Appearance And Femininity In Barbie Doll, By Marge Piercy

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Barbie Doll In the poem “Barbie Doll” written by Marge Piercy, the author addresses the stereotypical ideas of what society believes a woman should look like and how a woman should act. The title lends itself to help reinforce these themes of appearance and femininity by implying that women are to fashion themselves around the famous 1959 Mattel doll, Barbie, whose appearance some argue provides an unrealistic expectation for women to strive to achieve. Piercy goes on to show what happens to the unnamed main character of the poem, when faced with the challenge of conforming to these social norms of beauty and femininity. “Barbie Doll” was written in 1971, in the midst of second wave feminism, which focuses on women’s …show more content…
The nameless girlchild is given items stereotypically given to little girls, not necessarily because that is what they want, but because society thinks these domesticated items represent what women should do and be good at. The mention of cherry colored lipsticks emphasizes the importance society places on the physical appearance of women and at how young of an age it is enforced. The poem continues on to tell of this girlchild’s movement into puberty and how “a classmate said: / You have a great big nose and fat legs” (Piercy 5-6). The focus is placed on the girl’s appearance, which will be referred to throughout the remainder of the poem, especially the mention of her big nose and fat legs, which is mentioned again in lines 11, 17 and …show more content…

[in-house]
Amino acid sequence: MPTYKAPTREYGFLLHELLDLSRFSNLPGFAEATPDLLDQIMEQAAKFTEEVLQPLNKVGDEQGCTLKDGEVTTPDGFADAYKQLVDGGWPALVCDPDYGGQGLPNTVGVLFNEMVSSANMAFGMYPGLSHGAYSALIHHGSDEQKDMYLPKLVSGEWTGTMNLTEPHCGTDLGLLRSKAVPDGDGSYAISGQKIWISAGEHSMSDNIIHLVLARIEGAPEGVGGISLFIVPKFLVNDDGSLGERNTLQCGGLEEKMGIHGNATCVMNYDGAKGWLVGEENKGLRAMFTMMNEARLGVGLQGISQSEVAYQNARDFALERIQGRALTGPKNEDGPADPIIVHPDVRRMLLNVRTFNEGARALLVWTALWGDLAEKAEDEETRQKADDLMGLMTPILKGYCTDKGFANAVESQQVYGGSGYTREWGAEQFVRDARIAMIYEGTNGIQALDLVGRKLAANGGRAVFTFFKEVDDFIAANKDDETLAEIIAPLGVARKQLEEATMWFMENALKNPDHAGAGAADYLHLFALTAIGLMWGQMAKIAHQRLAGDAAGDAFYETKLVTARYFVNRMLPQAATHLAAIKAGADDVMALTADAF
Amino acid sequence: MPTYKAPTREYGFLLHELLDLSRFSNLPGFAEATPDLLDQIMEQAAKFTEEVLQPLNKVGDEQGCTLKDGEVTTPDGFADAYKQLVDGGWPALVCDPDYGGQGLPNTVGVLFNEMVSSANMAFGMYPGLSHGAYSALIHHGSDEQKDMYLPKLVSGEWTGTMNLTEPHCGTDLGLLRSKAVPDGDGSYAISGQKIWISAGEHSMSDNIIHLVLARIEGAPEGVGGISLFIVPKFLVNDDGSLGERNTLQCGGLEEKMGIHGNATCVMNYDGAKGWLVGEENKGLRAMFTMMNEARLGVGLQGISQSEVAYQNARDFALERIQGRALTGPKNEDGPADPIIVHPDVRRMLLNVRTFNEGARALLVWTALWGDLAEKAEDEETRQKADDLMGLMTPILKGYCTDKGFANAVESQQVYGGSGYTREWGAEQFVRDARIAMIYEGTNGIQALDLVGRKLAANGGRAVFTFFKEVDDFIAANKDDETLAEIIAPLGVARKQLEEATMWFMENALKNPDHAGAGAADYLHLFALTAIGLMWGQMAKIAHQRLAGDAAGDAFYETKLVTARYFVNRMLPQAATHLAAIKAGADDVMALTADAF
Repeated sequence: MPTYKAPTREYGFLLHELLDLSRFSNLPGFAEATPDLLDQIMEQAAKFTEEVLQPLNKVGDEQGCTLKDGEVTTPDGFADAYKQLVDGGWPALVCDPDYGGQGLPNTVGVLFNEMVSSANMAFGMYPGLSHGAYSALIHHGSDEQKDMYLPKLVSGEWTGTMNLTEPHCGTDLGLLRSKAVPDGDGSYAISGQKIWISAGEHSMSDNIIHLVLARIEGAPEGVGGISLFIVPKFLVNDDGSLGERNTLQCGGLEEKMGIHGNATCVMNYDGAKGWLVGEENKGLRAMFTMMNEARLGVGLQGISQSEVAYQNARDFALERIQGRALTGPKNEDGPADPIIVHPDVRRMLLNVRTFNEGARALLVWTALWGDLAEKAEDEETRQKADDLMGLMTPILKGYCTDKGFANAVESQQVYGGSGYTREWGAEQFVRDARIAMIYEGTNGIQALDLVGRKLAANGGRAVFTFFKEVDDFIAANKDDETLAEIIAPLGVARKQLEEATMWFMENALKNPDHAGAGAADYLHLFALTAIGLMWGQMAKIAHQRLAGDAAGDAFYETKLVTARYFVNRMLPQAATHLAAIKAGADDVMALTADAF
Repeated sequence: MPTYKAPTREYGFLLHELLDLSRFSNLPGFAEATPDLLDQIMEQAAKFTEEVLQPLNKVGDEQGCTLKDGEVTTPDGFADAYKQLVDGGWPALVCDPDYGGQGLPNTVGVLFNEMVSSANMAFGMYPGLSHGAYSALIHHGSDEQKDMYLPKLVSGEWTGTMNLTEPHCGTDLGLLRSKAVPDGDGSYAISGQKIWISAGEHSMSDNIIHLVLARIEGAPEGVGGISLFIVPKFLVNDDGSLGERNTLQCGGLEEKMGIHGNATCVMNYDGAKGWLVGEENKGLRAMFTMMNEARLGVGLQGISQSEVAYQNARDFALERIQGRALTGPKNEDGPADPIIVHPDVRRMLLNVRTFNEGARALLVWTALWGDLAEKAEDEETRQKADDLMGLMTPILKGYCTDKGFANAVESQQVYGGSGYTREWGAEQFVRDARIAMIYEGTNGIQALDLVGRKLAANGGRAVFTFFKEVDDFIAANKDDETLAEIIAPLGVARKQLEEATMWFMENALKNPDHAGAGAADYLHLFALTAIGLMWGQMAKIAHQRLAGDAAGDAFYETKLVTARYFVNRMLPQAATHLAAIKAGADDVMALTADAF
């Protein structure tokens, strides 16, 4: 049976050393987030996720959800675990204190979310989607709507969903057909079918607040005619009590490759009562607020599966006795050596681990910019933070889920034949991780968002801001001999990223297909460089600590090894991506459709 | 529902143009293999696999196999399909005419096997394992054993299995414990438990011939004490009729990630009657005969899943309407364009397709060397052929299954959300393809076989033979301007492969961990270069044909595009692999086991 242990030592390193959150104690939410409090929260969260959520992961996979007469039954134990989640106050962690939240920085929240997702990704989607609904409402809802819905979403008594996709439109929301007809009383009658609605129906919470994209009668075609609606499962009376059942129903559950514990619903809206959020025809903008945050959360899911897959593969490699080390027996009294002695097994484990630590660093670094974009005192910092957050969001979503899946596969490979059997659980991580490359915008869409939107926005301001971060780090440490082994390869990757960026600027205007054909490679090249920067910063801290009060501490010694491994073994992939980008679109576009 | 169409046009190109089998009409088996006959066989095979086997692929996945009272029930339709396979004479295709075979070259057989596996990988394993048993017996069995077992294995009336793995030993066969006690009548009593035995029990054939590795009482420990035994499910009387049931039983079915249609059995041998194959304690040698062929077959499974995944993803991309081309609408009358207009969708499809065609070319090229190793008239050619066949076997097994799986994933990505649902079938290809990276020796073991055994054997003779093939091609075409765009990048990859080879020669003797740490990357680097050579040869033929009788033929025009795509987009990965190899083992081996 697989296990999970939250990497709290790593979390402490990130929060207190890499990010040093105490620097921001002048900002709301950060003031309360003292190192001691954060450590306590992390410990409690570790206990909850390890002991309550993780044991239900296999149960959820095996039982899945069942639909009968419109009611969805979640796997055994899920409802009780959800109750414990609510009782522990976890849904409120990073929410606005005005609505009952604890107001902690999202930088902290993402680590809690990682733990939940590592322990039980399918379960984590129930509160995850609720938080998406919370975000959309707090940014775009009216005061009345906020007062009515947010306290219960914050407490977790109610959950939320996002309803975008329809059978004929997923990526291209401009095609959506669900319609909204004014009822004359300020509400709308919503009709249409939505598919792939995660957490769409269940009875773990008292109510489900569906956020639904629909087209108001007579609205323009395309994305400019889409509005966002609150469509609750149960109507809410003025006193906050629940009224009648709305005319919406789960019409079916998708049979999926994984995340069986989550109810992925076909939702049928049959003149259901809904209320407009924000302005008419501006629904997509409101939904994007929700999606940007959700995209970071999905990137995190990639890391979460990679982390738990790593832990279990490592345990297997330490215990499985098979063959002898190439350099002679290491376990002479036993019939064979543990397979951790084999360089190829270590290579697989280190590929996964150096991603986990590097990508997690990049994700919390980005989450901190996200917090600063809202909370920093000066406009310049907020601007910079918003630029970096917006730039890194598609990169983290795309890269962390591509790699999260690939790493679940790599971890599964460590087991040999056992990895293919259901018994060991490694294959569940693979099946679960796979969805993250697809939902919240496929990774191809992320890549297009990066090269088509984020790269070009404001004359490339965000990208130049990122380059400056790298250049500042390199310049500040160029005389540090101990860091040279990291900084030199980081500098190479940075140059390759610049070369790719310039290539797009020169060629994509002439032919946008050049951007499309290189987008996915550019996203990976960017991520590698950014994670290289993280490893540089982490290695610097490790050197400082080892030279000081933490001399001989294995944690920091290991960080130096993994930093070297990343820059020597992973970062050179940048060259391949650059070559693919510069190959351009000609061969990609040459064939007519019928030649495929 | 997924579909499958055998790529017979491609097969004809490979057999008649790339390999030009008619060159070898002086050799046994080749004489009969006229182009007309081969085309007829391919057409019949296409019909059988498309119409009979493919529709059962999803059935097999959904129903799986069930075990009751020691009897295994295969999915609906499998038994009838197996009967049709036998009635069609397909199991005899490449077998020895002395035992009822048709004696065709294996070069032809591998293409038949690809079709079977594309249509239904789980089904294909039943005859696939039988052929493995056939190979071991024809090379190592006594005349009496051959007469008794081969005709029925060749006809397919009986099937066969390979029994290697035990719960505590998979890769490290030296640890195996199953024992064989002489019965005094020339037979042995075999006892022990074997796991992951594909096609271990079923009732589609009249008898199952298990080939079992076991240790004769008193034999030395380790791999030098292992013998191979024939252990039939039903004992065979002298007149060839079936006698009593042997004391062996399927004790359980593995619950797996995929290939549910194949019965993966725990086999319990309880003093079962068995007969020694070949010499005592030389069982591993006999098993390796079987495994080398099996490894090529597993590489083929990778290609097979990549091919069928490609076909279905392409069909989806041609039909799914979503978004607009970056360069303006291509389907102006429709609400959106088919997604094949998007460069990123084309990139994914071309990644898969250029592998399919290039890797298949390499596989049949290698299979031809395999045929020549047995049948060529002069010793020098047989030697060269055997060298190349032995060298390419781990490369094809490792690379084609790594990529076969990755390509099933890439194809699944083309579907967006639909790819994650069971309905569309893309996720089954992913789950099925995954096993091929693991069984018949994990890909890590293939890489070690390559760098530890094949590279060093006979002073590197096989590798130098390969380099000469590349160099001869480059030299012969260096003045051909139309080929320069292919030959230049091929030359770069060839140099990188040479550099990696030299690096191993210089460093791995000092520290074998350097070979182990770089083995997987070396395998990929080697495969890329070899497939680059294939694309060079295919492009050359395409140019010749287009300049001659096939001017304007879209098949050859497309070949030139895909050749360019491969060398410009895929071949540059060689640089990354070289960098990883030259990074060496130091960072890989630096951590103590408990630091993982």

Piercy paints the final scene of the girl in her “casket displayed on satin” (19) in the “undertaker’s cosmetics” (20) with a “turned up putty nose” (21). She is also described as being dressed in a “pink and white nightie” (22). With these words, Piercy describes the girl in her casket after trying to conform to the unattainable standards set by society proves to be too much for her. The satin and the pink and white nightie represent soft and beautiful feminine characteristics, things that the girl has finally achieved only in her death. She finally has a nose that society approves of, though it is made of putty, and it is only with this new nose and the cosmetics applied by the undertaker that people finally view her as pretty, which is all she really wanted. The author ends the poem with the following

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